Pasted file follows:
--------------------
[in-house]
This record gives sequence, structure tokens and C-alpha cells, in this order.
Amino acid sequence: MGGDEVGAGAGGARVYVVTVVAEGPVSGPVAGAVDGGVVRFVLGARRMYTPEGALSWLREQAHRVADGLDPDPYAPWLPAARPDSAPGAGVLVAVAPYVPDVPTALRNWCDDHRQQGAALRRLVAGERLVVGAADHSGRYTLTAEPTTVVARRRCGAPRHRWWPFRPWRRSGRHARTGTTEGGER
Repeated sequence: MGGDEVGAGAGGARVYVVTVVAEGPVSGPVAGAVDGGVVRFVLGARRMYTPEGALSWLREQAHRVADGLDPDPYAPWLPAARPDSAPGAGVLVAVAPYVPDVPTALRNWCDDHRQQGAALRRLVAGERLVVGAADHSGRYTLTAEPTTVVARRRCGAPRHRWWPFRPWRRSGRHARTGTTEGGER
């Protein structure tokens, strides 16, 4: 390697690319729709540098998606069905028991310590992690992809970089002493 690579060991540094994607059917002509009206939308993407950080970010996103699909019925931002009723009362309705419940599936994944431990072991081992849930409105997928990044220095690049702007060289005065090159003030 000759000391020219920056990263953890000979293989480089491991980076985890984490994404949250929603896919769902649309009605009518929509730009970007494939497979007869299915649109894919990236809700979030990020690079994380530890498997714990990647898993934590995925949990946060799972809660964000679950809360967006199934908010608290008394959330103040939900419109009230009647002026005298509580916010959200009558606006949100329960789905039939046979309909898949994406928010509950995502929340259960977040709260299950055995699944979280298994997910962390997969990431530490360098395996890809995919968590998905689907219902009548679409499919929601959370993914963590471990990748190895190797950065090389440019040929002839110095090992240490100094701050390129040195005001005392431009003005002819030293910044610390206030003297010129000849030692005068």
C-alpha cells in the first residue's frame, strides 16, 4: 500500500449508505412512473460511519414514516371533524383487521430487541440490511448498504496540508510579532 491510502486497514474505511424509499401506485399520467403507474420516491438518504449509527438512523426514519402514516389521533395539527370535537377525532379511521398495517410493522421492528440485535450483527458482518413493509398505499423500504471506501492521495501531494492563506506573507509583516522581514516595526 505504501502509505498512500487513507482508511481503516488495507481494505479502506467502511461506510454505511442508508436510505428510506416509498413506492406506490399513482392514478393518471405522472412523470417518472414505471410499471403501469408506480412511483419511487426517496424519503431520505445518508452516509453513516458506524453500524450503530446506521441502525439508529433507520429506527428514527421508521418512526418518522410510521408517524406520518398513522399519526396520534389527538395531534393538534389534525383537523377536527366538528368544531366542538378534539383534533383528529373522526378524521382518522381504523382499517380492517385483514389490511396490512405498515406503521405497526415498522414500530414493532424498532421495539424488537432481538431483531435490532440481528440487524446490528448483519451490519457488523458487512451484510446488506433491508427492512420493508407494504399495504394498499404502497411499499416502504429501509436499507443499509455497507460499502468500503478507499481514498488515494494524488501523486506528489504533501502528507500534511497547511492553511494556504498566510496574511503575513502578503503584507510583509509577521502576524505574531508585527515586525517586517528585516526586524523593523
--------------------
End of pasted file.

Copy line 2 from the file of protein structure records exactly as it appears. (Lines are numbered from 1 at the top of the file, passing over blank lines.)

This record gives sequence, structure tokens and C-alpha cells, in this order.